The climate of the Okanagan Valley in British Columbia, Canada, is highly suitable for growing tree fruit and wine grapes, both of which are booming industries in the region. Most tree fruit, like wine grapes, are not one whole plant but composed of two parts: the upper portion (scion) that produces shoots and fruit, and the lower rooting portion (rootstock). The scion is majorly responsible for traits such as taste, fruit size and colour and has been the main interest to breeders for developing and improving varieties. Rootstocks, on the other hand, provide cold and drought tolerance, soil adaptability, and disease resistance, yet they are only recently receiving attention, particularly for sweet cherries. Sweet cherries have been grafted onto “Mazzard” rootstock since the times of the early Romans and Greeks and is still the most widely used rootstock in the Pacific Northwest of Canada and the United States.
Several new rootstocks have been up-and-coming in the sweet cherry industry which have improved disease resistance and characteristics more suited to the high-density farming practices that have begun to predominate. These rootstocks have a semi-dwarfing nature and thus the mature trees are smaller, enabling a grower to plant more trees in the same area than they would with larger trees. Another benefit of having a smaller tree is that they flower earlier than larger trees, a trait growers call precocity. The earlier a cherry tree flowers, the sooner it will reach full production. A cherry tree on “Mazzard” may take up to twelve years, while a cherry on a newer rootstock, like “Gisela 6,” only five or six.
Relative size comparison chart of several rootstocks being evaluated by Michigan State University and Washington State University.
“Gisela 6” (P. cerasus x P. canescens)is one of the more vigorous rootstocks, yet is very precocious for a tree of its size. Growers can plant 300-500 trees per acre, and it produces a harvestable crop by its third year. Varieties such as “Bing” and “Skeena,” with low to moderate productivity achieve high fruit quality when grafted into “Gisela 6,” as the flowering and growth habits imparted by the rootstock counterbalance the lower fruit yield of the scion. Pruning during early ages and support during the first fruiting seasons are important for trees on “Gisela 6” in order to maintain fruit quality and prevent the trees from becoming overburdened with its high fruit production.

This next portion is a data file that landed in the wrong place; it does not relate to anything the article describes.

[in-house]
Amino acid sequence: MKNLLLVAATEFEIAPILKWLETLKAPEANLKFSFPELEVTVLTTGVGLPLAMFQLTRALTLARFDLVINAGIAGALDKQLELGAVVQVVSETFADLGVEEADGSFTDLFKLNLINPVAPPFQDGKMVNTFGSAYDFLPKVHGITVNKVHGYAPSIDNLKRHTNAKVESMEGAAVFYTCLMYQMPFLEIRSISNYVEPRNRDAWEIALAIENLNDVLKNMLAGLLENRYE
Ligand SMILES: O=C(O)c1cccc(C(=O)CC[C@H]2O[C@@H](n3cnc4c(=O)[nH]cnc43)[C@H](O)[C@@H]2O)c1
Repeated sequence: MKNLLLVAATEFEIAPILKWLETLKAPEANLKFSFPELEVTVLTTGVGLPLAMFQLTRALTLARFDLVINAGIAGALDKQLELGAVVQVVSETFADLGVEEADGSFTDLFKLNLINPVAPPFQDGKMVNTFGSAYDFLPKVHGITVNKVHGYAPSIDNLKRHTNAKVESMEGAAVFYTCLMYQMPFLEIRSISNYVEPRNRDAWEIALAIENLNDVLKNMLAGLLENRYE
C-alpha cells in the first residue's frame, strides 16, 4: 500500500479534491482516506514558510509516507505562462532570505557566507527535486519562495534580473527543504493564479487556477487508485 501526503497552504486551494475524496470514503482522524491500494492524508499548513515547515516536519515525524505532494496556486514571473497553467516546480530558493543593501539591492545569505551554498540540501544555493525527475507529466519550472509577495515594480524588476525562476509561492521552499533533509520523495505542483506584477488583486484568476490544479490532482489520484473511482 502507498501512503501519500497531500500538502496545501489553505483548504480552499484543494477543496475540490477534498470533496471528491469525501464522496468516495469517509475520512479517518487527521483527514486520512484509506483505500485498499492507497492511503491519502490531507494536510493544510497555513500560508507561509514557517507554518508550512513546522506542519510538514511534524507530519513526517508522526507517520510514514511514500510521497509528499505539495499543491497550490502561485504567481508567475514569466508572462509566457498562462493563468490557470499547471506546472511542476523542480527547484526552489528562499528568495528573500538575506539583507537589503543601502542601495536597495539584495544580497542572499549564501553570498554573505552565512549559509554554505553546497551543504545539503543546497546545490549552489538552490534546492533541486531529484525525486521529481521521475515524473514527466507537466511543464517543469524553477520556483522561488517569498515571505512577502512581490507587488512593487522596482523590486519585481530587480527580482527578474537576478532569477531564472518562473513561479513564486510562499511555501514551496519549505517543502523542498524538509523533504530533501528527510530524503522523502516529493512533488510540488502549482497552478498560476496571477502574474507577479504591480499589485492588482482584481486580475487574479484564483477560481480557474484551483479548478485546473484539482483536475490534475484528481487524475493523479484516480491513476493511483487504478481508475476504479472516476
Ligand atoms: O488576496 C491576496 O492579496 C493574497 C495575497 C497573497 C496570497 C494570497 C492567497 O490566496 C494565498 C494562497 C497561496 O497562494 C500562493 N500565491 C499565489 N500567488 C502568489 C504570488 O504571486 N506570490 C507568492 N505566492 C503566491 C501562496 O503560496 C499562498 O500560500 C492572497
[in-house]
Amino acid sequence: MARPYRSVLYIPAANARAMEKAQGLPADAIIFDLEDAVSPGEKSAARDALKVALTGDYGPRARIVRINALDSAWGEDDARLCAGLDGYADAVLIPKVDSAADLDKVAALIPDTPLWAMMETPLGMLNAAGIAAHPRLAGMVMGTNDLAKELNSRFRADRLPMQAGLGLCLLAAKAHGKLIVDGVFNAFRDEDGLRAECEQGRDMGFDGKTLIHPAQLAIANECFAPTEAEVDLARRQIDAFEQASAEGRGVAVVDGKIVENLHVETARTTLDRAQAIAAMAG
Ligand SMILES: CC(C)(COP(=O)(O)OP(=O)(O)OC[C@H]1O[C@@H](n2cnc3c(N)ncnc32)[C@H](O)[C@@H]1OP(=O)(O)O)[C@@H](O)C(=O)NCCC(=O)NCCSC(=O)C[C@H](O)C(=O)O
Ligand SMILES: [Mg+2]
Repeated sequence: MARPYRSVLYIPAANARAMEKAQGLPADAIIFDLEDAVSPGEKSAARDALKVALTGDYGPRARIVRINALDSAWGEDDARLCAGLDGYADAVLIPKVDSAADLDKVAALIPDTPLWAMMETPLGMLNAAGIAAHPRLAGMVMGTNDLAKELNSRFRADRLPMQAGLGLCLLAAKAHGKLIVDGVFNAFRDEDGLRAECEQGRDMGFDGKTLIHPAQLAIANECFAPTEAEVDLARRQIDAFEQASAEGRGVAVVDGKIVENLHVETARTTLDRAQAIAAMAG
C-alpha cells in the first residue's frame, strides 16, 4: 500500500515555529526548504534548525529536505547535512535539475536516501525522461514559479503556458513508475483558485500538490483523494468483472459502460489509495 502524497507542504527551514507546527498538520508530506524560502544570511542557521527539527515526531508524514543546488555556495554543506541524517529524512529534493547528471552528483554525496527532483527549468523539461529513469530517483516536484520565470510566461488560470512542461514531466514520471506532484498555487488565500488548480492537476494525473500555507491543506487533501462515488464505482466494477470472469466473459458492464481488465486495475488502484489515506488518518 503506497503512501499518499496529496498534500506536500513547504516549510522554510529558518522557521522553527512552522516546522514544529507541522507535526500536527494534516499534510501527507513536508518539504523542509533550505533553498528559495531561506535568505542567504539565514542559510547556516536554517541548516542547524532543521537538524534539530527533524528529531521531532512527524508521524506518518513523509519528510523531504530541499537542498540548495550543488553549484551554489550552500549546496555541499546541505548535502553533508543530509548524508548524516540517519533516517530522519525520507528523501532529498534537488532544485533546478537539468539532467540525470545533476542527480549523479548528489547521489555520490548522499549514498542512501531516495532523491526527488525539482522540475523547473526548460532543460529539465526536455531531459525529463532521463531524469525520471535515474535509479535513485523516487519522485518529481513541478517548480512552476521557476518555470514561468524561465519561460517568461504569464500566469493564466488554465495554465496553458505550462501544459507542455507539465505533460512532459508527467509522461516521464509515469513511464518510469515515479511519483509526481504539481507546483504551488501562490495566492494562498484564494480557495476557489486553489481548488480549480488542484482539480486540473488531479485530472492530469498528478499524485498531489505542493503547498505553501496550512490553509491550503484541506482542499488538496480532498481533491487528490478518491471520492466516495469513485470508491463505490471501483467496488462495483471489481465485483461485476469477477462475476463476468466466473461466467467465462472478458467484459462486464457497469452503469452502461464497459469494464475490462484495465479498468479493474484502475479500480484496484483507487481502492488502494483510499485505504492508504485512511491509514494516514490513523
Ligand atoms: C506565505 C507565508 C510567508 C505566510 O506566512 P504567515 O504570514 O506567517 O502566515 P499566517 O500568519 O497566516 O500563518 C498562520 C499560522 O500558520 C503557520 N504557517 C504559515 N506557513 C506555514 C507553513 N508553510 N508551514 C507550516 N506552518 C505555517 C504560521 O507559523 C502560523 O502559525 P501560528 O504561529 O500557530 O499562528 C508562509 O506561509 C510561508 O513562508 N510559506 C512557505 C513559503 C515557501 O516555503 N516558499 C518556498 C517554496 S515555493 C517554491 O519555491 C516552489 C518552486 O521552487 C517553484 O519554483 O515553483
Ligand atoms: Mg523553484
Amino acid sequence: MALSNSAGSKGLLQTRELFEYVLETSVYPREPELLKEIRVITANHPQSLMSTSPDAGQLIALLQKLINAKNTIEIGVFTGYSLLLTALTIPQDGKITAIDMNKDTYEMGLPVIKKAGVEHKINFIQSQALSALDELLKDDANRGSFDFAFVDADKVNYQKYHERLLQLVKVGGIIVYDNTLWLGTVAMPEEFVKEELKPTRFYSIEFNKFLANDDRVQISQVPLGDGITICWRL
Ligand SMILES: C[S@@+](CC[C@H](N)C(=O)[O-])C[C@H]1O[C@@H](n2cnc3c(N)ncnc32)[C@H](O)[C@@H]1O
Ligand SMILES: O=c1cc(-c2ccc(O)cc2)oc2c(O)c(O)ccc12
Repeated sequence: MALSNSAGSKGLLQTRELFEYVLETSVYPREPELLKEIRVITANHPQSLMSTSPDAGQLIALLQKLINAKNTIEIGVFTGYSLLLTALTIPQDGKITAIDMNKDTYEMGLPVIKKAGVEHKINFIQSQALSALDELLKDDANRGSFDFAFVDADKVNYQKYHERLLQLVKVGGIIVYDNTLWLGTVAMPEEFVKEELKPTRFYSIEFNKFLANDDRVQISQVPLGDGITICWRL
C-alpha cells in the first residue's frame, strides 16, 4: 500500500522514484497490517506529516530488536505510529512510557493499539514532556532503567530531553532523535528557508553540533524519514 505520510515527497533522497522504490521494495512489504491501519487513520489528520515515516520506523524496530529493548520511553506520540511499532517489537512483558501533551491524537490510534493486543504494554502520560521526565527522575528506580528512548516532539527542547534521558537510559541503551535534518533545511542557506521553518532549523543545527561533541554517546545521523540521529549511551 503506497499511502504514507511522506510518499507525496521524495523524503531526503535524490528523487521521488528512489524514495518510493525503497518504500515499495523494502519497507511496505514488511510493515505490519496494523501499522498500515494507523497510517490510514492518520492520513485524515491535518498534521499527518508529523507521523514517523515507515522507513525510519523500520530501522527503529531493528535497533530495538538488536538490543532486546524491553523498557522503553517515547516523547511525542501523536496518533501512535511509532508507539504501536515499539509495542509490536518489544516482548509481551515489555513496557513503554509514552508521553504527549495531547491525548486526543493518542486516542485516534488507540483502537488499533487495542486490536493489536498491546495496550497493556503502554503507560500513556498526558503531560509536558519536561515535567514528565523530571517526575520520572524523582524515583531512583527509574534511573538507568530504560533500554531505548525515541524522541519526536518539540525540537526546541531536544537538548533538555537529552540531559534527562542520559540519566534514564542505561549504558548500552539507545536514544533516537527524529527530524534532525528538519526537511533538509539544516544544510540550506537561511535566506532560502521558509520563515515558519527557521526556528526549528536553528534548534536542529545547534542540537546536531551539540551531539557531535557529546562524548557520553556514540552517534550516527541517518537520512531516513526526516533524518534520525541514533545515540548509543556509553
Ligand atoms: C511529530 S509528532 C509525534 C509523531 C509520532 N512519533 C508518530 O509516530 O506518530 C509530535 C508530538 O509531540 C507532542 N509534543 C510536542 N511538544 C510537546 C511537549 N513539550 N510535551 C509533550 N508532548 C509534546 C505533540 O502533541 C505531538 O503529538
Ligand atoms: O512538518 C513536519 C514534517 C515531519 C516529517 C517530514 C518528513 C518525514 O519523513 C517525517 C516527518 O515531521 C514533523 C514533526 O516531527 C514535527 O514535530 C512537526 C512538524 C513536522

“Gisela 6” can be planted at 300-500 trees per acre, an attractive feature to high-density growers.
Adequate levels of vigour are necessary to produce high quality fruit on smaller trees, and “Gisela 6” produces new shoots more easily than “Gisela 5,” making it the more popular choice for growers. It is also well adapted to a large range of soil types from light to heavy, with good drainage being essential. Other traits make this one of the most desirable rootstocks, including its bacterial canker resistance, virus tolerance, and scion compatibility.Obtaining enough rootstock for a planting, particularly in high-density orchards, can be challenging.
Realizing the burgeoning demands of “Gisela-6.” FloraMaxx has undertaken its tissue culture propagation. The finished rootstock product is certified virus-free, genetically uniform and have vigorous root systems which improve survival rates once planted in the field. Plants can be produced en mass without being limited by the amount of mother material as can be the case with cuttings. Our plants have been successfully budded by growers in the same year, which means that they can be ready for budding in late summer if they are planted dormant in early spring.
If you are interested in using Gisela-6 as your next cherry rootstock, or would like to learn more, please don't hesitate to contact us.
A one year-old tissue cultured “Gisela 6” has been double budded using the chip method.
(Photo courtesy: Calissi Farms, Kelowna, BC)